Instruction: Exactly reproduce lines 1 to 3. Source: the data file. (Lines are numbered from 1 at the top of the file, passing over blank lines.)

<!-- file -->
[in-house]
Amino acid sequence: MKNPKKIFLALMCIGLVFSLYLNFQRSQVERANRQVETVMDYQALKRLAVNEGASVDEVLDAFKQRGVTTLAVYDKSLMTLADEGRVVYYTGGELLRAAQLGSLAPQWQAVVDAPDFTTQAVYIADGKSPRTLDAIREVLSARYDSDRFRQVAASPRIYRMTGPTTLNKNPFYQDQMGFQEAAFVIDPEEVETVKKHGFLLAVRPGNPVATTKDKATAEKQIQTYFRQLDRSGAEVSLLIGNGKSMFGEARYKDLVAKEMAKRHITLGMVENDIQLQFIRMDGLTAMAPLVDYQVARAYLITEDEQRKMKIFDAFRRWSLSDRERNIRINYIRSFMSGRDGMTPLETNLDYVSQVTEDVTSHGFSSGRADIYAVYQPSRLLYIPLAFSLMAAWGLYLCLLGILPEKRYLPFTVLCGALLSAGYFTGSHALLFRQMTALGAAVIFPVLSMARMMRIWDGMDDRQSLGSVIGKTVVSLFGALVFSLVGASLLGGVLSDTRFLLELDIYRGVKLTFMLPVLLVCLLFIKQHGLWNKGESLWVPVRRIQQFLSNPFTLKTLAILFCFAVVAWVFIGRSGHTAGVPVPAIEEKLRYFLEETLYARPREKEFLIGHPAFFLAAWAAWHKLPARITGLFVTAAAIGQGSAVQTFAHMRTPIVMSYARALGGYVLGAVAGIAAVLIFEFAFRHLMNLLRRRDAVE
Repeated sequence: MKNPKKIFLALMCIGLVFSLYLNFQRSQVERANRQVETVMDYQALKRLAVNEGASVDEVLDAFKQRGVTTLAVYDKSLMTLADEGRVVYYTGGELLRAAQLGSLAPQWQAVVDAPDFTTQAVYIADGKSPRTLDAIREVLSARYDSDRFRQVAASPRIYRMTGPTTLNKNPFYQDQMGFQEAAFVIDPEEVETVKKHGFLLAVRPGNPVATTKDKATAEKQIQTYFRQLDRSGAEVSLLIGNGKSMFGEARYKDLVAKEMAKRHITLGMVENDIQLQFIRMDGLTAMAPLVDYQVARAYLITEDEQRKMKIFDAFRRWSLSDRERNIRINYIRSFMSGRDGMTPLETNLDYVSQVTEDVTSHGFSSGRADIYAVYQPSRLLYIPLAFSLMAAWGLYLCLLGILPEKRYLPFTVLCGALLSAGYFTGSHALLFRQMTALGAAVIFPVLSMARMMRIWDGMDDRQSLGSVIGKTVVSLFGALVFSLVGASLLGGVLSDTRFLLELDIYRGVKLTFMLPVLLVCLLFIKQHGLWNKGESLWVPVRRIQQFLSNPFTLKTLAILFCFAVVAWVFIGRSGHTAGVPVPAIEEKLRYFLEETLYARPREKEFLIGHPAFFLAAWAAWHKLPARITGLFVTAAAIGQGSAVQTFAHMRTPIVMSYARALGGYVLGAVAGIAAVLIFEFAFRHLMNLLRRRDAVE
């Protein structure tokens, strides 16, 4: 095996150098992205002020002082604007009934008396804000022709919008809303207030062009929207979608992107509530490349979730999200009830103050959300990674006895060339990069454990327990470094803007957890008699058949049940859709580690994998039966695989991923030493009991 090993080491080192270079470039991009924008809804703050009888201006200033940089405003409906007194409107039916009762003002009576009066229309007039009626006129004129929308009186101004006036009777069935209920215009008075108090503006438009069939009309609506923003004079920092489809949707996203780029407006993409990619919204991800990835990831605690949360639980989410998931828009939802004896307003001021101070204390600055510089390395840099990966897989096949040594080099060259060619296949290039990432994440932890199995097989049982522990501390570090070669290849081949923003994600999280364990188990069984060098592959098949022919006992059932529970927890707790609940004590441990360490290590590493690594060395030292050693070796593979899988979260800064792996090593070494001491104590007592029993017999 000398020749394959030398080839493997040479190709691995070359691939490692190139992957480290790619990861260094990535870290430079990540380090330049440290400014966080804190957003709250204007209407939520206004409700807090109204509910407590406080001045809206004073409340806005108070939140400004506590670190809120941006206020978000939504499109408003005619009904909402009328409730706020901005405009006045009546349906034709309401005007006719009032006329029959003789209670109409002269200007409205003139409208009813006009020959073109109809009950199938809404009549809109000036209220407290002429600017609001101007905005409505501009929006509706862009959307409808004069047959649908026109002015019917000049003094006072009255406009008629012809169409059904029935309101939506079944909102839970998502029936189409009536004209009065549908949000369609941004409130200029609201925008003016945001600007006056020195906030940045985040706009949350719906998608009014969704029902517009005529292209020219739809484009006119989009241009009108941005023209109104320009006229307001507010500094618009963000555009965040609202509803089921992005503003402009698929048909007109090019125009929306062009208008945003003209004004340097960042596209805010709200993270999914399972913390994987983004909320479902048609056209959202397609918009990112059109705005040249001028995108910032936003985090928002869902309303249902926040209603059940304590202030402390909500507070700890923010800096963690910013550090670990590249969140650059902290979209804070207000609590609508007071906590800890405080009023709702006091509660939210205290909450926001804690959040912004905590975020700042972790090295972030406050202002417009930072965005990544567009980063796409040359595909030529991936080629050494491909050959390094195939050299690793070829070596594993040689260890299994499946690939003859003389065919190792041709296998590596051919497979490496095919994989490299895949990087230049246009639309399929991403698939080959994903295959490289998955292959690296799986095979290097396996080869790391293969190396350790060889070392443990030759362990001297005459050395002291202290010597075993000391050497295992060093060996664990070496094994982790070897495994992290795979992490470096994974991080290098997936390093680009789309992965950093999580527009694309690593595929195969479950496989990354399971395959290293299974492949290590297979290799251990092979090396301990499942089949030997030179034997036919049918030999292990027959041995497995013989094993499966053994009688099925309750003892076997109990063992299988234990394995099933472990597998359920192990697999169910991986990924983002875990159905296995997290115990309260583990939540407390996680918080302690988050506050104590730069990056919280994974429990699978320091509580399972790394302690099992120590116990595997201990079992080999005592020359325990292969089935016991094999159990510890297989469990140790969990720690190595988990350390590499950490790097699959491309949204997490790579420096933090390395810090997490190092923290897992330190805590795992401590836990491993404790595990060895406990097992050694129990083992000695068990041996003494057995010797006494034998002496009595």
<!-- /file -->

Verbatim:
[in-house]
Amino acid sequence: MKNPKKIFLALMCIGLVFSLYLNFQRSQVERANRQVETVMDYQALKRLAVNEGASVDEVLDAFKQRGVTTLAVYDKSLMTLADEGRVVYYTGGELLRAAQLGSLAPQWQAVVDAPDFTTQAVYIADGKSPRTLDAIREVLSARYDSDRFRQVAASPRIYRMTGPTTLNKNPFYQDQMGFQEAAFVIDPEEVETVKKHGFLLAVRPGNPVATTKDKATAEKQIQTYFRQLDRSGAEVSLLIGNGKSMFGEARYKDLVAKEMAKRHITLGMVENDIQLQFIRMDGLTAMAPLVDYQVARAYLITEDEQRKMKIFDAFRRWSLSDRERNIRINYIRSFMSGRDGMTPLETNLDYVSQVTEDVTSHGFSSGRADIYAVYQPSRLLYIPLAFSLMAAWGLYLCLLGILPEKRYLPFTVLCGALLSAGYFTGSHALLFRQMTALGAAVIFPVLSMARMMRIWDGMDDRQSLGSVIGKTVVSLFGALVFSLVGASLLGGVLSDTRFLLELDIYRGVKLTFMLPVLLVCLLFIKQHGLWNKGESLWVPVRRIQQFLSNPFTLKTLAILFCFAVVAWVFIGRSGHTAGVPVPAIEEKLRYFLEETLYARPREKEFLIGHPAFFLAAWAAWHKLPARITGLFVTAAAIGQGSAVQTFAHMRTPIVMSYARALGGYVLGAVAGIAAVLIFEFAFRHLMNLLRRRDAVE
Repeated sequence: MKNPKKIFLALMCIGLVFSLYLNFQRSQVERANRQVETVMDYQALKRLAVNEGASVDEVLDAFKQRGVTTLAVYDKSLMTLADEGRVVYYTGGELLRAAQLGSLAPQWQAVVDAPDFTTQAVYIADGKSPRTLDAIREVLSARYDSDRFRQVAASPRIYRMTGPTTLNKNPFYQDQMGFQEAAFVIDPEEVETVKKHGFLLAVRPGNPVATTKDKATAEKQIQTYFRQLDRSGAEVSLLIGNGKSMFGEARYKDLVAKEMAKRHITLGMVENDIQLQFIRMDGLTAMAPLVDYQVARAYLITEDEQRKMKIFDAFRRWSLSDRERNIRINYIRSFMSGRDGMTPLETNLDYVSQVTEDVTSHGFSSGRADIYAVYQPSRLLYIPLAFSLMAAWGLYLCLLGILPEKRYLPFTVLCGALLSAGYFTGSHALLFRQMTALGAAVIFPVLSMARMMRIWDGMDDRQSLGSVIGKTVVSLFGALVFSLVGASLLGGVLSDTRFLLELDIYRGVKLTFMLPVLLVCLLFIKQHGLWNKGESLWVPVRRIQQFLSNPFTLKTLAILFCFAVVAWVFIGRSGHTAGVPVPAIEEKLRYFLEETLYARPREKEFLIGHPAFFLAAWAAWHKLPARITGLFVTAAAIGQGSAVQTFAHMRTPIVMSYARALGGYVLGAVAGIAAVLIFEFAFRHLMNLLRRRDAVE